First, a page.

Born in the small town of Pendleton, South Carolina, in 1950, I was the oldest of two, five years my sister's senior. It was a wonderful place to grow up where the entire town raised its children. I was always surrounded by people who loved and looked out for me. I graduated from High School with the same people who were in my kindergarten class. At 59, my childhood friends are still my friends. I feel so fortunate to have known such a childhood.
After college, I worked at Clemson University until May 1972. At that time, I married and lived in Glyfada, 22 miles from Athens, Greece for two years...via USAF. We then moved to North Dakota for another two years before returning to South Carolina.
We divorced after 16 years and two children. I married my best friend two years later and moved to Florida in 1988 and together we have raised my husband's son and daughter and my son and daughter...one federal officer, one "stay at home" mother and wife, one sixth grade school teacher, and the other, after working for Florida Power and Light since age 19, is now with AT&T. In 1996, I adopted my step daughter. We are blessed with four grandsons and one granddaughter.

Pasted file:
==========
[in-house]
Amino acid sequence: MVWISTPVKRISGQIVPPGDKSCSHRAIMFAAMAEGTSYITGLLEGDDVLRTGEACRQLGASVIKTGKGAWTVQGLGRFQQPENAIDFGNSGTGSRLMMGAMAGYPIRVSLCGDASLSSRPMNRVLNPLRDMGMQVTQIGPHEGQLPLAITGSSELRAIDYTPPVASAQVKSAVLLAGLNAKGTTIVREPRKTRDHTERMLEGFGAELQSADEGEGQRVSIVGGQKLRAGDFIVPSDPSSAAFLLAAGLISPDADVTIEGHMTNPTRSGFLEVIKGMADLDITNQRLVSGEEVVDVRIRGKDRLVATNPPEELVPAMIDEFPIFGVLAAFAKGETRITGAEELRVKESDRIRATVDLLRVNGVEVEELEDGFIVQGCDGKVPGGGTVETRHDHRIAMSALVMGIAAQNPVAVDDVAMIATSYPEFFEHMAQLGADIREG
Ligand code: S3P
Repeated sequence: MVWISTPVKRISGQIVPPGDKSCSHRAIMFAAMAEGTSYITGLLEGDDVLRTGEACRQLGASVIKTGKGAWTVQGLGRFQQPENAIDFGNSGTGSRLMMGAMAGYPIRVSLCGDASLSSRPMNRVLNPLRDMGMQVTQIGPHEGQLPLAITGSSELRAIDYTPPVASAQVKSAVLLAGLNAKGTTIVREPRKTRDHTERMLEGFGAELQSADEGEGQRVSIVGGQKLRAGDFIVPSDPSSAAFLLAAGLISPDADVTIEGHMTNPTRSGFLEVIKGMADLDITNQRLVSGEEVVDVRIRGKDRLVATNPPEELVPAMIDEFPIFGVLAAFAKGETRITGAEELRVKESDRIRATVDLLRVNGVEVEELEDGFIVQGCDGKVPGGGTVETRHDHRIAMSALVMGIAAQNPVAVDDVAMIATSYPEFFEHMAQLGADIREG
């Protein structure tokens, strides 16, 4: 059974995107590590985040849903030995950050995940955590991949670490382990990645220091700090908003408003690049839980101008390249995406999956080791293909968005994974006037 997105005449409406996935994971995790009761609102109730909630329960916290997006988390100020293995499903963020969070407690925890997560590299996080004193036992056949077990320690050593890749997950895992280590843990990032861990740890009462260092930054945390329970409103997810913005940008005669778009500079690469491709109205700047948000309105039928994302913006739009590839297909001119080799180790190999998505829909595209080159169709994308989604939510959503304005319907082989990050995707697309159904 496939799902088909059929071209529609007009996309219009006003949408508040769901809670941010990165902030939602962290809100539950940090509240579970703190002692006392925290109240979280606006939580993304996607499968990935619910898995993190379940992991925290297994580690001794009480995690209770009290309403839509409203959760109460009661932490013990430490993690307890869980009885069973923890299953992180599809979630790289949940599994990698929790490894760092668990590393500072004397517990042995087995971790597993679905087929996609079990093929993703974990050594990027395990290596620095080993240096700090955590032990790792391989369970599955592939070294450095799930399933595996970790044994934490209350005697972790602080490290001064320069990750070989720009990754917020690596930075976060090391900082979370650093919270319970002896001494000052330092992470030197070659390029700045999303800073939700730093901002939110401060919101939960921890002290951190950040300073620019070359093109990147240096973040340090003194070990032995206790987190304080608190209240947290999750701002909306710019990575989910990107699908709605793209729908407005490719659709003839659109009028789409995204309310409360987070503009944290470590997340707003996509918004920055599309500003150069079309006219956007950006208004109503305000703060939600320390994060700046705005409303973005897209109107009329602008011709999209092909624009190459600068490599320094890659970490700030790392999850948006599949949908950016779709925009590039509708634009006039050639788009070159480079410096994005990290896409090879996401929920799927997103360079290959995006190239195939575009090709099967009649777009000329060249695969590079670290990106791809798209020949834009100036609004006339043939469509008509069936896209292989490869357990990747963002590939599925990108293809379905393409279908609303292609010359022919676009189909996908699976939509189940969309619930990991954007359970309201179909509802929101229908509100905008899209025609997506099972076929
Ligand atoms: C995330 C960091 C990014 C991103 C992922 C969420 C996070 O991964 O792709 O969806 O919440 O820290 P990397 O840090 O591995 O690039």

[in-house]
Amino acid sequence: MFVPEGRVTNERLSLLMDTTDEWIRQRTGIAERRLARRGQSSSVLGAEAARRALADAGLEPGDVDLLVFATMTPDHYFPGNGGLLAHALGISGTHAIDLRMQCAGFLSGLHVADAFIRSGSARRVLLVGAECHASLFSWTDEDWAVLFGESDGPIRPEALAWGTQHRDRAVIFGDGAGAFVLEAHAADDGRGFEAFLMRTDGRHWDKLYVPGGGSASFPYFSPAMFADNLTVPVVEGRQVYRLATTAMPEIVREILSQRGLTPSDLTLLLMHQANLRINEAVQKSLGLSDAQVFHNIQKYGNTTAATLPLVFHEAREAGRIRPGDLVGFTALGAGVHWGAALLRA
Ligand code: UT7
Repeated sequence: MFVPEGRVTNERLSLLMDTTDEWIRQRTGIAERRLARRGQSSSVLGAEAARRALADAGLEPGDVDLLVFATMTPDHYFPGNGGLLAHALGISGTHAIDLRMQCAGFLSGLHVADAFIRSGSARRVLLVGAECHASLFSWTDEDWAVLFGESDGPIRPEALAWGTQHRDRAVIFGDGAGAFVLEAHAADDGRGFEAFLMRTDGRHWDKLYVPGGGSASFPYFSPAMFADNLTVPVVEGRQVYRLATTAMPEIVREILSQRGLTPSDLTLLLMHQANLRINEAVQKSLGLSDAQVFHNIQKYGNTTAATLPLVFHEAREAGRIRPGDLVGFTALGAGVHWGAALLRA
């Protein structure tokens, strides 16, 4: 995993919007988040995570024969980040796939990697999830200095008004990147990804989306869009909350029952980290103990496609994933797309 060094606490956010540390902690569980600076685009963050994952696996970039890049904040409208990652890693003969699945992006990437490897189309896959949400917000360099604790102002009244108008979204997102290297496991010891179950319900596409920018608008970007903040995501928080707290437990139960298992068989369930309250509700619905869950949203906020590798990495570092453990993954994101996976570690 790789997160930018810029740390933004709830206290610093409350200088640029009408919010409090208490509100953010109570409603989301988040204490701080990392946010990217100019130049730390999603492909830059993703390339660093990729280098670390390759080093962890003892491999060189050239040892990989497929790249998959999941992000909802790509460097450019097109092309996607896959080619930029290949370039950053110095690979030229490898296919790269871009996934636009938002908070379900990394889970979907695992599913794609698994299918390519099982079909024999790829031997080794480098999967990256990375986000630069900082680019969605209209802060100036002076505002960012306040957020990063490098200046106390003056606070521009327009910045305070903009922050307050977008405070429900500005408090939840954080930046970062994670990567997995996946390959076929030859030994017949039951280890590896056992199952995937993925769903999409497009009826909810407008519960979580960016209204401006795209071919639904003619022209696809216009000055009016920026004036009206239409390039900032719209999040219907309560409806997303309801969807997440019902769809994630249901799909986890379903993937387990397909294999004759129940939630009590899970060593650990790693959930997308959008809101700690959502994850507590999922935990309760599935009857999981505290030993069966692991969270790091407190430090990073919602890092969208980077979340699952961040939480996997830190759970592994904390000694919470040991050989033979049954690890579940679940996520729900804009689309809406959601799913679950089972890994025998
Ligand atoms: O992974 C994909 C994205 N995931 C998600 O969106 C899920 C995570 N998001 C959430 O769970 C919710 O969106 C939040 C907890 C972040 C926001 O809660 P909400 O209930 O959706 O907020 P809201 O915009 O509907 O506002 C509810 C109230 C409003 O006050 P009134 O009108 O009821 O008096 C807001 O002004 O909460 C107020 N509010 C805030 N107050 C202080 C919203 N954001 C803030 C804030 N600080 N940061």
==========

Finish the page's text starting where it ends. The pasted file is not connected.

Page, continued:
In 1999, we became foster parents with the Children's Home Society and had a number of children under our roof in the next 5 years. In 2001, we adopted a 13 year old girl, whom we first met at the age of 11, and is now 22. I also have spent more time in a courtroom than I care to think about, fighting for the rights of the children in our care. In 2004, I turned in my license so that I could be a full time Mom to our special needs daughter and keep our infant granddaughter five days a week while her mother was teaching.